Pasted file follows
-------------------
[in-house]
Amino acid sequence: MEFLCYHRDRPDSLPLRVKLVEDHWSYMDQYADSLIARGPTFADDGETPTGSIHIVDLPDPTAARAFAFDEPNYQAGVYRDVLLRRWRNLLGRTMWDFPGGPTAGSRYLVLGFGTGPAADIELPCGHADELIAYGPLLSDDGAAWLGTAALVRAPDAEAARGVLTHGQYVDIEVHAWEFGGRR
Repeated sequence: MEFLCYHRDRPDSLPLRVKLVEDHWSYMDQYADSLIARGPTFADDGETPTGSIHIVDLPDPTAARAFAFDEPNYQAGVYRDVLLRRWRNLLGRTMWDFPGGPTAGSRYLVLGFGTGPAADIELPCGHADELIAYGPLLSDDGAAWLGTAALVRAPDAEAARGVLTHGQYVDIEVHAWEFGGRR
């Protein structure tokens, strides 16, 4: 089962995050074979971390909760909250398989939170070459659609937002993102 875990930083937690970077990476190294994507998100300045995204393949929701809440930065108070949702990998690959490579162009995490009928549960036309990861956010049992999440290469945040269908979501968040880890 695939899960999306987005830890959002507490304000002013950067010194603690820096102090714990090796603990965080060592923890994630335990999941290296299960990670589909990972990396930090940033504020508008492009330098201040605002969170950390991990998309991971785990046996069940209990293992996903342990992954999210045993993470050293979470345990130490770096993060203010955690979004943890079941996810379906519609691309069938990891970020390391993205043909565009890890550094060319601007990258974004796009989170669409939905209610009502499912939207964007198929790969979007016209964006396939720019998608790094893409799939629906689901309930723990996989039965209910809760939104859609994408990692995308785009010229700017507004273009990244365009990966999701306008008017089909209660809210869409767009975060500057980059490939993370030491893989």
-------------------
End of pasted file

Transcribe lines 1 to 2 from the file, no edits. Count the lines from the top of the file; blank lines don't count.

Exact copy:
[in-house]
Amino acid sequence: MEFLCYHRDRPDSLPLRVKLVEDHWSYMDQYADSLIARGPTFADDGETPTGSIHIVDLPDPTAARAFAFDEPNYQAGVYRDVLLRRWRNLLGRTMWDFPGGPTAGSRYLVLGFGTGPAADIELPCGHADELIAYGPLLSDDGAAWLGTAALVRAPDAEAARGVLTHGQYVDIEVHAWEFGGRR